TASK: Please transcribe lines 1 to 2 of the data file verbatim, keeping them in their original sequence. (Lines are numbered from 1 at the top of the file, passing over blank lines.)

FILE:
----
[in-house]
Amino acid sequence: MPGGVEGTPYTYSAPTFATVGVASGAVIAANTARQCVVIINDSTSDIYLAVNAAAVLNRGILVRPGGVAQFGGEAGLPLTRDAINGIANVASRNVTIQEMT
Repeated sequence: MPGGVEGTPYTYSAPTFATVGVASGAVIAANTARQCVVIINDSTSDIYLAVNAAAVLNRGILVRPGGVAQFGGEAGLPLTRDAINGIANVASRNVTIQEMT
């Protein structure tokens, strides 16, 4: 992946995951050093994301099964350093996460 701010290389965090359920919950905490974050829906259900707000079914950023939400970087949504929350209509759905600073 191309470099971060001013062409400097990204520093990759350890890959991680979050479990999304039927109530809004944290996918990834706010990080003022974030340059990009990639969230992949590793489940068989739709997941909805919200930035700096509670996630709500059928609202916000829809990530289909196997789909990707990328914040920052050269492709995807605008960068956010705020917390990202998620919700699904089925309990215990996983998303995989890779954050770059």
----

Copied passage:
[in-house]
Amino acid sequence: MPGGVEGTPYTYSAPTFATVGVASGAVIAANTARQCVVIINDSTSDIYLAVNAAAVLNRGILVRPGGVAQFGGEAGLPLTRDAINGIANVASRNVTIQEMT